Disney is forging ahead with its AI aspirations and has set up a task force to explore ways of integrating the technology across its business units amid the ongoing strike by writers and actors in Hollywood.
This is expected to cut across the company’s businesses from theme parks, advertising teams and movie studios. The development comes amid months of protests by stars in Hollywood over among other grievances AI interfering with their work. Many actors believe AI is likely to hurt their earnings in the long term, subsequently affecting their livelihoods.
The task force was formed at the beginning of 2023. Its implementation comes as the entertainment company has a pipeline of job openings for AI and machine learning (ML), to serve almost every segment of the business. Recently, streaming services firm Netflix listed a $ 900,000-a-year AI job within the firm, with several other film companies following suit.
The inevitable AI
According to a Reuters report which cites some internal sources, the AI taskforce was formed to create applications that will be used within the firm’s business units.
One of the sources indicated the use of AI in the sector was inevitable and big companies have to incorporate the technology or risk “falling behind the curve.”
“AI research at Disney goes back a very long time and revolves around all the key things you see being discussed today: can we have something that helps us make movies, games, or conversational robots inside theme parks that people can talk to?” an unnamed executive who has worked with Disney told Reuters.
Another source, former Industrial Light & Magic research lead and Pinscreen co-founder and CEO Hao Li also told the publication that Disney has been working on AI research for a long time now, from as far back as 2006.
“They basically do research on anything based on performance capture of humans, creating digital faces. Some of these techniques will be addicted by Disney entities,” said Li.
Disney’s stint with technology
Disney has always embraced technology, investing in it from as early as the 1920s. Its CEO Bob Iger has made it clear technology is one of his top priorities. Iger is in his second stint at the helm of the company. When he returned to the firm as CEO in November 2022, he told his first town hall meeting that AI was inevitable.
Undoubtedly identified as an enabler for productivity and efficiency, AI is also going to negatively affect many sectors and GlobalData thematic research director Joseph Bori previously told Verdict that the media industry would be “significantly impacted by generative AI.”
“The large population of supporting and background actors as well as extras could be entirely replaced by software,” said Bori.
“Further, in the long run, it is not unthinkable that movie studios would cultivate the image of fully generated actors, doing away with the need to pay image rights to those famous human actors.”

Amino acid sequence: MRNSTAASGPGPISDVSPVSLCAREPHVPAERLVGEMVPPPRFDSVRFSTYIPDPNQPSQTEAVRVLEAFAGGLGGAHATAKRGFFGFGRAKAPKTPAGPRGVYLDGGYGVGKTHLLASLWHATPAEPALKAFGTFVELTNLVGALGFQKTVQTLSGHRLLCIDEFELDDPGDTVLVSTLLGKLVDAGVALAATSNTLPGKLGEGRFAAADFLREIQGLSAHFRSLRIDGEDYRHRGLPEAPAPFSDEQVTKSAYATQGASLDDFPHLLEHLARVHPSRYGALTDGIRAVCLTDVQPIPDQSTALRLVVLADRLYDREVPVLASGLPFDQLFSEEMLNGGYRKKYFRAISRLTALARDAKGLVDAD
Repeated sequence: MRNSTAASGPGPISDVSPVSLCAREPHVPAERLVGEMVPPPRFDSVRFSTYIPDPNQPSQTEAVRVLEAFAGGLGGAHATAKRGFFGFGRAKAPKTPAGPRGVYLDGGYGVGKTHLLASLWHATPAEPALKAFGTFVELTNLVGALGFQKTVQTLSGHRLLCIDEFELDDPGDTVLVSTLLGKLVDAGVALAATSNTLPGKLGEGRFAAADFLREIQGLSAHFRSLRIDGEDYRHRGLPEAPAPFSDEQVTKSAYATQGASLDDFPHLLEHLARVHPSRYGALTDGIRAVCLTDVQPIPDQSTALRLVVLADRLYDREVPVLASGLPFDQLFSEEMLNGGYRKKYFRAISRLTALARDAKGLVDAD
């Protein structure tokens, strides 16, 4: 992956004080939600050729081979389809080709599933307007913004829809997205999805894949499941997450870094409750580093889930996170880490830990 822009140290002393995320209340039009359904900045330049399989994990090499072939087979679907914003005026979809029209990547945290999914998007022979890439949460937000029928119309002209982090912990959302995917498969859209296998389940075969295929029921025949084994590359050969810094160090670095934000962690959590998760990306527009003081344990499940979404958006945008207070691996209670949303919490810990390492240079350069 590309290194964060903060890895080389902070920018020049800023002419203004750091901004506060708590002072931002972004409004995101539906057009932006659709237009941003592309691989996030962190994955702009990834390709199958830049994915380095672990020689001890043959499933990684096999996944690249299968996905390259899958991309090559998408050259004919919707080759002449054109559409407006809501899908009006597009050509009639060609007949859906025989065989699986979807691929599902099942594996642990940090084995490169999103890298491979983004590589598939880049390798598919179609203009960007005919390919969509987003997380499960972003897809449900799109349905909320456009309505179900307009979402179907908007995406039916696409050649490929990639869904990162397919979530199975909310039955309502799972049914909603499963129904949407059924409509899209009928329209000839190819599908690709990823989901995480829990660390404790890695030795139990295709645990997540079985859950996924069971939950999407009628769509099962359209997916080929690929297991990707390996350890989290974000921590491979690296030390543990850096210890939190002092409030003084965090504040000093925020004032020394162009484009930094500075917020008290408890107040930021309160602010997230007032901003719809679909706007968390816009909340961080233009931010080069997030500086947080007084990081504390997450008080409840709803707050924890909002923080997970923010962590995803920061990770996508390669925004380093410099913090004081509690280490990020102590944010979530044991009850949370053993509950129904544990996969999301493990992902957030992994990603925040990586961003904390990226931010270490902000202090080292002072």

Writers and actors in Hollywood have been on what has been dubbed the biggest strike in decades over the proposal by studios to replace actors with AI. Members of the Writers Guild of America started the strike in May demanding new rules over how studios use AI in film production and writing.
Cost containment measure
Sources have also revealed AI is seen as a significant tool to cut ballooning production costs for Disney. Its peers in the film industry are also looking at using the tech for cost-effective productions.
Another internal source who spoke to Reuters concurred saying the cost for a production like Indiana Jones and the Dial of Destiny can swell to as much as $300 million and AI may be the answer to narrow the cost. Such a production would therefore require significant box office returns for it to break even.
Visual effects managers said that over 100 artists spent more than three years to “de-age” Harrison Ford in the latest Indiana Jones movie to make him younger during the first minutes of the movie adding to costs.
According to Cartoon Brew, (CB), Disney has seen production costs skyrocketing recently, and “every failure at the box office is felt more keenly.”
Last year, Disney distributed what were termed “the year’s biggest flops,” that is Strange World and Lightyear which lost a combined $303 million at the box office.
Yet, other studios did well on smaller budgets and it is believed Disney wants to leverage AI to cut the cost of production.
While Disney struggled with some films at the Box Office, Dreamworks’ The Bad Guys grossed $250 million from a budget of between $70 million and $80 million. Another film Puss in Boots: The Last Wish was produced on a $90 million to $110 million budget and made $481 million in gross revenue.
Illumination’s The Super Mario Bros. Movie has made over $1.35 billion worldwide so far in 2023 from a budget of around $100 million.